PuppetDB 1.5 » API » v2 » Query Operators

Included in Puppet Enterprise 3.2. A newer version is available; see the version menu above for details.

PuppetDB’s query strings can use several common operators.

Note: The operators below apply to version 2 of the query API. Not all of them are available to version 1 queries.

Binary Operators

Each of these operators accepts two arguments: a field, and a value. These operators are non-transitive: their syntax must always be:

["<OPERATOR>", "<FIELD>", "<VALUE>"]

The available fields for each endpoint are listed in that endpoint’s documentation.

= (equality)

Matches if: the field’s actual value is exactly the same as the provided value. Note that this does not coerce values — the provided value must be the same data type as the field. In particular, be aware that:

  • Most fields are strings.
  • Some fields are booleans.
  • Numbers in resource parameters from Puppet are usually stored as strings, and equivalent numbers will not match — if the value of someparam were “0”, then ["=", "someparam", "0.0"] wouldn’t match.

> (greater than)

Matches if: the field is greater than the provided value. Coerces both the field and value to floats or integers; if they can’t be coerced, the operator will not match.

< (less than)

Matches if: the field is less than the provided value. Coerces both the field and value to floats or integers; if they can’t be coerced, the operator will not match.

>= (less than or equal to)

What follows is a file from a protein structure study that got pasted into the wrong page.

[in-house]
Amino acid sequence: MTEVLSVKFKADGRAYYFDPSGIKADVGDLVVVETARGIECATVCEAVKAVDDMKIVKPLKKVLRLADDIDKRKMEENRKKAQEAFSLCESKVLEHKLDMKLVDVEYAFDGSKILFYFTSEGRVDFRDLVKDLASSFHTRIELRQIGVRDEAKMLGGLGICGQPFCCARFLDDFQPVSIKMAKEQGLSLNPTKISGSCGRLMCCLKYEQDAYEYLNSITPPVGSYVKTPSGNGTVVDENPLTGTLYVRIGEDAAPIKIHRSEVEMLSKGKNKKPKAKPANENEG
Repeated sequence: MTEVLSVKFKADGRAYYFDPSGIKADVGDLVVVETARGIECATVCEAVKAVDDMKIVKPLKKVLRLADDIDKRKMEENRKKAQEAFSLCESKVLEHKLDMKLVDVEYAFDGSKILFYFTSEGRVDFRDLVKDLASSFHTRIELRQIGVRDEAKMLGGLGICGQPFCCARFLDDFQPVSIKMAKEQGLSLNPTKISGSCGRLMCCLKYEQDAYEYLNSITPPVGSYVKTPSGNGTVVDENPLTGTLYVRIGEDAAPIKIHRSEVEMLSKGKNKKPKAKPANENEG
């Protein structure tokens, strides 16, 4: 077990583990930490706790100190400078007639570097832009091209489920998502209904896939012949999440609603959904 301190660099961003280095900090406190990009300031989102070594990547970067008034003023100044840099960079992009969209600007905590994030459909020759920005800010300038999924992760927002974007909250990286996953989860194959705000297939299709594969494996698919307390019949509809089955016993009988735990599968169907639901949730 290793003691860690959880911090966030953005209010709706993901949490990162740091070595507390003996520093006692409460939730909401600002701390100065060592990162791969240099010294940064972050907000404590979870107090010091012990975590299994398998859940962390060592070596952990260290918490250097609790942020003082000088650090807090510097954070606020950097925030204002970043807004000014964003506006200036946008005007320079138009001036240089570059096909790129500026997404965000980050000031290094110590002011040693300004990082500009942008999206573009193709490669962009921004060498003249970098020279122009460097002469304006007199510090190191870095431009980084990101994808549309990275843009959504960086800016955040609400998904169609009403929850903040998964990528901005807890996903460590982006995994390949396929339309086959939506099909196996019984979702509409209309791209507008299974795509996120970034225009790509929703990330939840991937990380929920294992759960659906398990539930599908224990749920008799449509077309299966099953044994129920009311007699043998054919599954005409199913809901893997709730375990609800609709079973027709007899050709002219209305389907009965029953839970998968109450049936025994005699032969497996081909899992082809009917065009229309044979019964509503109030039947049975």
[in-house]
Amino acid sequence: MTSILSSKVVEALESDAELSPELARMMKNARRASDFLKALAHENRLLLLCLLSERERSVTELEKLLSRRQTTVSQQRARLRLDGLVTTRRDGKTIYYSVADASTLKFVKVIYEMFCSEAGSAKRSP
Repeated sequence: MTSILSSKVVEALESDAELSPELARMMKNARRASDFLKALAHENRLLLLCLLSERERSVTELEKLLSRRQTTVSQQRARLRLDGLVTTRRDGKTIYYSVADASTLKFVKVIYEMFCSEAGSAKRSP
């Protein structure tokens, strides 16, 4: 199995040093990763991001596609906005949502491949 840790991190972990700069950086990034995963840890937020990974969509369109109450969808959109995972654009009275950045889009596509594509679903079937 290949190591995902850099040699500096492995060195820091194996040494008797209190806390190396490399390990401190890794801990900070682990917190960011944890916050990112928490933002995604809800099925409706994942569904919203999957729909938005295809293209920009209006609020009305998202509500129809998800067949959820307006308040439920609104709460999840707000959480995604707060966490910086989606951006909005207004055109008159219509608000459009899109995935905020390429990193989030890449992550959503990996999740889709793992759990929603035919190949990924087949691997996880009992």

Matches if: the field is greater than or equal to the provided value. Coerces both the field and value to floats or integers; if they can’t be coerced, the operator will not match.

<= (greater than or equal to)

Matches if: the field is less than or equal to the provided value. Coerces both the field and value to floats or integers; if they can’t be coerced, the operator will not match.

~ (regexp match)

Matches if: the field’s actual value matches the provided regular expression. The provided value must be a regular expression represented as a JSON string:

  • The regexp must not be surrounded by the slash characters (/rexegp/) that delimit regexps in many languages.
  • Every backslash character must be escaped with an additional backslash. Thus, a sequence like \d would be represented as \\d, and a literal backslash (represented in a regexp as a double-backslash \\) would be represented as a quadruple-backslash (\\\\).

The following example would match if the certname field’s actual value resembled something like www03.example.com:

["~", "certname", "www\\d+\\.example\\.com"]

Note: Regular expression matching is performed by the database backend, and the available regexp features are backend-dependent. For best results, use the simplest and most common features that can accomplish your task. See the links below for details:

Boolean Operators

Every argument of these operators should be a complete query string in its own right. These operators are transitive: the order of their arguments does not matter.

and

Matches if: all of its arguments would match. Accepts any number of query strings as its arguments.

or

Matches if: at least one of its arguments would match. Accepts any number of query strings as its arguments.

not

Matches if: its argument would not match. Accepts a single query string as its argument.

Subquery Operators

Subqueries allow you to correlate data from multiple sources or multiple rows. (For instance, a query such as “fetch the IP addresses of all nodes with Class[Apache]” would have to use both facts and resources to return a list of facts.)

Subqueries are unlike the other operators listed above:

  • The in operator results in a complete query string. The extract operator and the subqueries do not.
  • An in statement must contain a field and an extract statement.
  • An extract statement must contain a field and a subquery.

These statements work together as follows (working “outward” and starting with the subquery):